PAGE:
Dr. David W. Brennan

Dr. David W. Brennan
Title: 
Associate Professor of Education; Director of Student Teaching and Undergraduate Education
Department: 
Office: 
Loyola Hall 222
Phone Extension: 
3164
Email Address: 
dbrennan@immaculata.edu
Education: 

Ed.D., Educational Leadership, Immaculata University, 2003

M.S., Professional Education, St. Joseph’s University, 1993

B.A., English/Theatre, St. Joseph’s University, 1974

Certifications:

Secondary Principal Instructional II

Supervisory Curriculum and Instruction

Instructional II/Secondary School English

Catholic School Management

Instructional I/Secondary School English

Teaching Philosophy: 

Teaching is a service occupation, but more accurately, teaching is a vocation. Built into my philosophy of teaching is the idea that I will be contributing to the lives of others. My decision to become a teacher is deeper than a love of subject matter; I believe it is a calling. It is the motivation and the desire to assist, mentor, model, etc. that sustains me through difficult times.

Biography: 

Dr. Brennan has been a full-time faculty member at Immaculata University since 2006. He started as an adjunct in the Education Department in 2003. In 2009, he was promoted to the position of director of the Undergraduate Education program, and in 2010 was promoted to director of student teaching. Dr. Brennan is the advisor to senior and junior education majors, and he serves as the moderator of Kappa Delta Pi, the undergraduate education honor society.

Courses Taught: 
  • Strategies for Academic Success
  • Educational Psychology (undergraduate and graduate)
  • Social Foundations of Education (undergraduate and graduate)
  • Creative Thought and Expression (undergraduate and graduate)
  • Curriculum and Instruction
  • Psychology of Learning
  • Administration
  • Curriculum Management
Grants: 

Awarded a mini grant from Immaculata University to conduct a research project on creating an e-portfolio. This research was completed with undergraduate education student teachers in 2011.

Awarded a mini grant from Immaculata University to conduct a research project on planning a healthy menu. This research was completed in 2009 with elementary students from two elementary schools as well as undergraduate education students.

Awarded a mini grant from Immaculata University to conduct a research project on how the theory of multiple intelligences can affect a learning center environment at the elementary level. This research was conducted using elementary students from several elementary schools as well as secondary and elementary education students from Immaculata University.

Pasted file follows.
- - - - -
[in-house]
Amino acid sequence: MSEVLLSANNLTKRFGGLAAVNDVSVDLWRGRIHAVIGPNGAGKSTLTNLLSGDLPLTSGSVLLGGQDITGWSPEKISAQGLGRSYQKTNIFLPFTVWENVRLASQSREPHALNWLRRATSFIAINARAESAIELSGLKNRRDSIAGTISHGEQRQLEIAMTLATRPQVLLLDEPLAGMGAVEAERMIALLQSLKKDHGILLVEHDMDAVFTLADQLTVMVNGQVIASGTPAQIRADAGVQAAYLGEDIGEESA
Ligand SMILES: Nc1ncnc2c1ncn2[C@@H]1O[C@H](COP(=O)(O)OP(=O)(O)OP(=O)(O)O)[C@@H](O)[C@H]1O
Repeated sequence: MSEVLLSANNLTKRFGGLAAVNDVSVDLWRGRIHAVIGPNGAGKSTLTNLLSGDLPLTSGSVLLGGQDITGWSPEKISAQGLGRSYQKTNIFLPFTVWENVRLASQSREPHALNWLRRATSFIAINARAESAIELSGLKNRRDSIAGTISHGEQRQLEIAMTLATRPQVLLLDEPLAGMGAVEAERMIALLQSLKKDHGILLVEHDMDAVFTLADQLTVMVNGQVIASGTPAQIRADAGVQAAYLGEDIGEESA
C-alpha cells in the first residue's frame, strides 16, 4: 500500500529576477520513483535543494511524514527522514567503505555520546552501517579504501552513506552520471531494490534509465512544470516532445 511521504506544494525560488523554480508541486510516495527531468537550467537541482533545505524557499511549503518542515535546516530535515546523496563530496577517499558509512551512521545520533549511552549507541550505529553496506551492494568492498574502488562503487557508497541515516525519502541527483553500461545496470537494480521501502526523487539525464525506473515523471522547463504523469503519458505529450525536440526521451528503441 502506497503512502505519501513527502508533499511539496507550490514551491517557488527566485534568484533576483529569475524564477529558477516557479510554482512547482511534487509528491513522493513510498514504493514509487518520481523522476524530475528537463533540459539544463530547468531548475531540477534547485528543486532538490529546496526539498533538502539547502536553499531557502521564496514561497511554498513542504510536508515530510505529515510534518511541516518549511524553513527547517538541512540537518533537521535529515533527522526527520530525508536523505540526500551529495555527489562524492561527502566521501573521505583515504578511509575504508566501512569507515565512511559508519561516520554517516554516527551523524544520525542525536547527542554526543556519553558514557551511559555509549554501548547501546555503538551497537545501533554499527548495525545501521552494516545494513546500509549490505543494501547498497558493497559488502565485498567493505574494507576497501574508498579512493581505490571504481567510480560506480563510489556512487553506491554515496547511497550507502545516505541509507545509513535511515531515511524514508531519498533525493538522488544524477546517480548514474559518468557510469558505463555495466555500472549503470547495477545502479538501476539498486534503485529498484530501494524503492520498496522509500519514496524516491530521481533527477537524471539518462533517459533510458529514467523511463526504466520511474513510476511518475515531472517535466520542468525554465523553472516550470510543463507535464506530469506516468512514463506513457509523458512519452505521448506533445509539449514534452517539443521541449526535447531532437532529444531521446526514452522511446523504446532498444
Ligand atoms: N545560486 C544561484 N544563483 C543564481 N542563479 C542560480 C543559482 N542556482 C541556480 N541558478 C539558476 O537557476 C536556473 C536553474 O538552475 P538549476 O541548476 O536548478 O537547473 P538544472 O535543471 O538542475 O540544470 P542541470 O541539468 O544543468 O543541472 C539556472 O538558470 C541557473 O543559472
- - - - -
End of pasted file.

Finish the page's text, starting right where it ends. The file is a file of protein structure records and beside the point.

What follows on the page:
Conferences attended:

Understanding the needs of students with learning disabilities. Commonwealth of Pennsylvania, 2005

Implementation of the Arts, Part 1. Commonwealth of Pennsylvania, 2005

Positive Behavior Support. Commonwealth of Pennsylvania, 2006

Arts across the Curriculum. Commonwealth of Pennsylvania, 2008

It’s our future: Investing in each and every child. Commonwealth of Pennsylvania, 2009

RtII: Teaching and Learning. West Chester University, 2010

Pre-Service Teacher Symposium. Commonwealth of Pennsylvania, 2010

SAS 101 for Higher Education. Commonwealth of Pennsylvania, 2011

Collaboration for Excellence in Quality Teacher Preparation. Pennsylvania Association of Colleges and Teacher Educators, Penn State University, 2012

Professional Memberships: 
Dissertation: 

"Effects of Theatre-Related Activities on Students’ Self-Esteem Levels and the Parental Perceptions of These Effects."

Committee: Sr. Anne Marie Burton, IHM, Ed.D., Chair; Rev. Msgr. Michael J. Matz, Ed.D.; Rev. Thomas F. O’Brien, Ph.D., Ed.D.

Abstract:

The study investigated the effects of theatre and theatre-related activities on students’ self-esteem levels in a secondary school setting and the parental perceptions of these effects as evidenced in the home setting. An analysis of student experience and reaction to participation in theatre and the description of the effects of involvement through surveys, inventories, and interviews by both students and their parents elicited implications regarding self-esteem, adolescence, and theatre.

The research revealed that the theatrical process has the ability to strengthen individual self-esteem. It helps to build community, not only within the school, but also in society in general. Theatre and theatre related activities help students hone their problem-solving skills, learn responsibility, work as part of an ensemble, and sharpen communication skills.


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